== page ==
Thursday, July 06, 2006

Linkage versus association: a mini-primer   posted by JP @ 7/06/2006 11:32:00 AM

So I recently tried to google my way to a decent biologist-but-not-statistical-geneticist summary of the difference in two approaches to gene mapping: linkage and association. I didn't really find anything that did a good job of expressing what, in my opinion, needs to be expressed. So here's my attempt to fill that void:

I. Linkage mapping

The principle of a linkage study is the following: if a disease runs in a family, one could look for genetic markers that run exactly the same way in the family (from grandma, to dad, to me, for example). If we find one, we assume the gene that causes the disease is somewhere in the same area of the genome as the marker.

That's all.

In theory, one could genotype generations and generations of a family, and follow the inheritance of the disease. That is, however, not practical, as people tend to do bothersome things like die, and digging up bodies to get DNA samples is unlikely to get past an ethical review (and even if it were ethical, it's tough to know the phenotype of a long-dead great-aunt).

In practice, a popular design is to genotype affected siblings, and use the following logic-- for a given bit of chromosome, each sibling gets two copies, one from mom and one from dad. If the two have inherited the same bits from each parent, the area is more likely to be involved in the disease than if each sibling inherits different bits.

I purposely didn't use the word "gene" above, because we're not talking about testing specific alleles-- we're talking about chromosomal regions. And that brings me to the first limitation of linkage mapping-- the resolution is low. That is, the chunks of chromosome we're talking about here are millions and millions of base pairs long (recombination over a couple generations doesn't break chromosomes up that much). So even after getting a strong signal, there are generally a number of genes in the area that must be painstakingly tested. This could take years.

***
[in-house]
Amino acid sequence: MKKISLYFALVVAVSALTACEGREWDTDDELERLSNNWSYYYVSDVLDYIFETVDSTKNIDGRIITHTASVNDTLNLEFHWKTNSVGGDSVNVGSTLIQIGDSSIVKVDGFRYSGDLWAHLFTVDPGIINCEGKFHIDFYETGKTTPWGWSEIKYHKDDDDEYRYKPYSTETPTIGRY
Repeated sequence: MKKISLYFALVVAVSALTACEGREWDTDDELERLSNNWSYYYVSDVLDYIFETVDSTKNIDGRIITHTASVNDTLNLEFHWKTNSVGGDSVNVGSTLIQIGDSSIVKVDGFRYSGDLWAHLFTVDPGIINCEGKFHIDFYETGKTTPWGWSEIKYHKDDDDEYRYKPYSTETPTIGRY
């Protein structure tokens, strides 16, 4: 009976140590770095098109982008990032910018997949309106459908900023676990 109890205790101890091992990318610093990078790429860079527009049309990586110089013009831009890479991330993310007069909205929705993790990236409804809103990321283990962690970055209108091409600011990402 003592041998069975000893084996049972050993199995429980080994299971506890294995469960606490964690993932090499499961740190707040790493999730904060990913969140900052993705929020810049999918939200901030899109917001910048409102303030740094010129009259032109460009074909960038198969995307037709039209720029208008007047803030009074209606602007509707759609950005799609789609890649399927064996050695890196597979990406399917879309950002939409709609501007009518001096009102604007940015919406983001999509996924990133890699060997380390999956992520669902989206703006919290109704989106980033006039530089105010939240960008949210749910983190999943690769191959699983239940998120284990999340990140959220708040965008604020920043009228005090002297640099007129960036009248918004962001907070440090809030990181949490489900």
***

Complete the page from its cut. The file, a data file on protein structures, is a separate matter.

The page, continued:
A couple other limitations-- the strongest linkage signals tend to come from recessive and highly-penetrant (and thus generally rare) diseases. Why is this? I noted above that the goal is to find regions where two affected siblings have received the same chromosomal segments from each parents, and these are the conditions that ensure that (for those in the know, these are the conditions that lead to the strongest distortion of the IBD vector).

So...linkage is the best approach to detect regions involved in recessive, highly penetrant diseases, and can narrow down the the search for causal variants to a few million base pairs, in general.

II. Association studies

The principle of an association study is also simple-- gather some people with a disease and some people with out a disease, and look to see if a certain allele (or genotype) is present more often in the cases than the controls.

If the allele plays a role in causing the disease, or is correlated with a causal allele, it will have a higher frequency in the case population than the control population.

After a linkage study, one nominates "candidate genes" in the region under the linkage signal, and performs an association study on alleles in the genes. In this way, a specific gene, or even a specific allele, can be identified as playing a possible causal role in the disease. The resolution is much higher, but it was previously implausible to perform these sorts of studies on regions much larger than a couple genes.

However, with the HapMap and the technology to genotype hundreds of thousands of alleles in parallel, it's now possible to perform association studies on the level of the whole genome. This would essentially skip the step of a linkage scan.

What are the limitations of this approach? First, many different mutations in a gene might lead to a disease. In linkage studies, this doesn't pose a problem, the different mutations still in the same region. But in population-level association studies, the effect of each mutation is diluted by the presence of the others.

Further, case-control studies are always subject to problems like population substructure that family-based studies don't have (for those who are really interested in these sorts of questions, see also family-based association studies).

But to detect low-penetrance alleles in complex disease (or any complex phenotype, really), genome-wide association studies will doubtless provide unprecedented views of the contributions of genetic factors (as they already are).